- Performing – Achieving objectives and developing into a self-aware and successful group.
Group dynamics and other factors influence how long it takes to achieve these levels. Instead of rushing through these stages, the idea is to let them develop naturally in a constructive way.
Principles of Group Therapy Activities
People in group therapy often open up about personal parts of their lives. Hence, all group therapy is based on three fundamental principles:
- Confidentiality – Any information discussed between the therapist and group will be kept confidential. Members are not allowed to disclose what was said in therapy without permission from the others. However, patients are encouraged to talk to whoever they want about their own experiences and how they feel about therapy. Confidentiality is waived if a patient is in immediate danger of harming themselves or others.
- Safety – The therapist must foster an environment devoid of prejudice, harassment, and abuse. Patients must feel safe to discuss their experiences without fear of being misunderstood or judged.
- Participation – Everyone has a role to play in this form of treatment. To benefit from this group experience, patients must develop the skills of active participation and attentive listening.
Types of Group Therapy
Depending on the type of group, the general tone and direction of the group therapy session will differ. There are numerous groups with various areas of focus, but they generally fall into one of two categories:
1) Psychoeducational – These groups are designed to give members the information they need to cope with whatever brought them to the group; they are typically structured with specific topics or modules. The focus of psychoeducational groups is less on creating relationships between members and more on delivering education through information sharing and the development of healthy coping skills.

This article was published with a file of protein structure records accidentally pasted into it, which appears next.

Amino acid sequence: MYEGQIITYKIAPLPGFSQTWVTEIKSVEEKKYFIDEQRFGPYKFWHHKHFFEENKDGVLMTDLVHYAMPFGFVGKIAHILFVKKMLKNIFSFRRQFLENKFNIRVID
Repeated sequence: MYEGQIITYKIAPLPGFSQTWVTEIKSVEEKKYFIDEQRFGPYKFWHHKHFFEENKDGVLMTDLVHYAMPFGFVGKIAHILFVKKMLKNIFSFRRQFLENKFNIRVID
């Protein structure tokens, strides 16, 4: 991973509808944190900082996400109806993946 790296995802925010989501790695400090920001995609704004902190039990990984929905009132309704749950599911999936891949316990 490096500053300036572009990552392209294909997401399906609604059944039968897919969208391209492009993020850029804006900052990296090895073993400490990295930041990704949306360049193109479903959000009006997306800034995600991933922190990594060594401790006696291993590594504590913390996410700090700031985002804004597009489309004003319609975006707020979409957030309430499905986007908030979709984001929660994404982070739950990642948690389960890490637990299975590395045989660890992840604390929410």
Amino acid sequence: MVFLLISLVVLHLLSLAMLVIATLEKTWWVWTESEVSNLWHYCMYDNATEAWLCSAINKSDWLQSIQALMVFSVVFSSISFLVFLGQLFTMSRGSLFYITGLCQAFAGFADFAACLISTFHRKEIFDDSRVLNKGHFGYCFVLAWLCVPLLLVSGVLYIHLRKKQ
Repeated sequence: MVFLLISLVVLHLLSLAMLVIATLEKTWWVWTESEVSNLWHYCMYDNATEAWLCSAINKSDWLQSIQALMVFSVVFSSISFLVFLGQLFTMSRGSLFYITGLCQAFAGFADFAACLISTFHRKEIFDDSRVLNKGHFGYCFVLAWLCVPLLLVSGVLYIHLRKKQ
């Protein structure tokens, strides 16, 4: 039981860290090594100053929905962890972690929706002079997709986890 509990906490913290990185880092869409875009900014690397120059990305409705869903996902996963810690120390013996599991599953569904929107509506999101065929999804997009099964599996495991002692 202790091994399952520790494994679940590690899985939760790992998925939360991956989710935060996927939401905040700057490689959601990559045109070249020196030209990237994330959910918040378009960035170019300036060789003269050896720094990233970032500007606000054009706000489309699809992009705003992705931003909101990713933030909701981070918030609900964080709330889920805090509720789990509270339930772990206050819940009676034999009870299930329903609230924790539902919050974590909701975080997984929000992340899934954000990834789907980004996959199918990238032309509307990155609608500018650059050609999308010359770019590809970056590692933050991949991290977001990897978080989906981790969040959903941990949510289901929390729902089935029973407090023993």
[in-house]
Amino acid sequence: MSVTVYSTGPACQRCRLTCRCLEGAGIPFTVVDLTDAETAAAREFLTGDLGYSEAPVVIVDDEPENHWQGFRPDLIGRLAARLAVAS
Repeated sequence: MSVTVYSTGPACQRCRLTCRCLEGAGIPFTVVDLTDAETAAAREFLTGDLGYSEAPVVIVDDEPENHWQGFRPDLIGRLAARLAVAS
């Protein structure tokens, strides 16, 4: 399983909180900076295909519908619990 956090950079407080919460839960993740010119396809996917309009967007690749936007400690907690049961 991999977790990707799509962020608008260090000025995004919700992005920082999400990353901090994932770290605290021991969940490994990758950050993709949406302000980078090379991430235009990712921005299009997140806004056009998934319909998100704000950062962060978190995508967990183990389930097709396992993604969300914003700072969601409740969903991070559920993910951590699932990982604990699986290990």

2) Process-Oriented – These groups are more concerned with sharing experiences and making connections; discussion among members takes priority over a set schedule. This form of therapy helps participants learn how their behavior patterns affect their life. In addition, the group will also discuss topics such as identifying triggers and establishing healthy boundaries, what the healing process entails and setting realistic goals for a healthy lifestyle.
Types of Therapy Groups Categorized by Structure
Groups can be further broken down by their structure and the discussion topics themselves. Some of the most common groups include:
- Self-help groups – A self-help group is led by a person who has firsthand knowledge of a specific life situation or health issue. This could be based on their own experiences as a parent, family member, friend, or caregiver. Many people find it beneficial to talk to someone who understands their situation because they have been there before.
- Skills development groups – This group helps generate a supportive network by sharing personal experiences. The group uses a solution-focused approach to promote positive change through mindfulness, art therapy, and meditation. It seeks to help people understand their triggers and develop healthy coping skills to navigate their world.
- Support groups – A group that meets regularly to discuss effective ways to manage mental health symptoms, promote effective social support, and create healthy relationships. Members of the group are also encouraged to reflect on their personal beliefs and behaviors.
- Interpersonal process groups – This group focuses more on interpersonal group dynamics than individual psychology. Members will engage in psycho-dramatic techniques, meditation, and movement exercises in a non-judgmental group setting.
The number of participants in each group therapy session varies depending on the type of group. However, it can range from three to twelve or more (although more than twelve participants may not be as effective).
Group Therapy Activities
A mental health professional can use a variety of group therapy activities to encourage growth and healing. The following are some of the most popular activities for adults: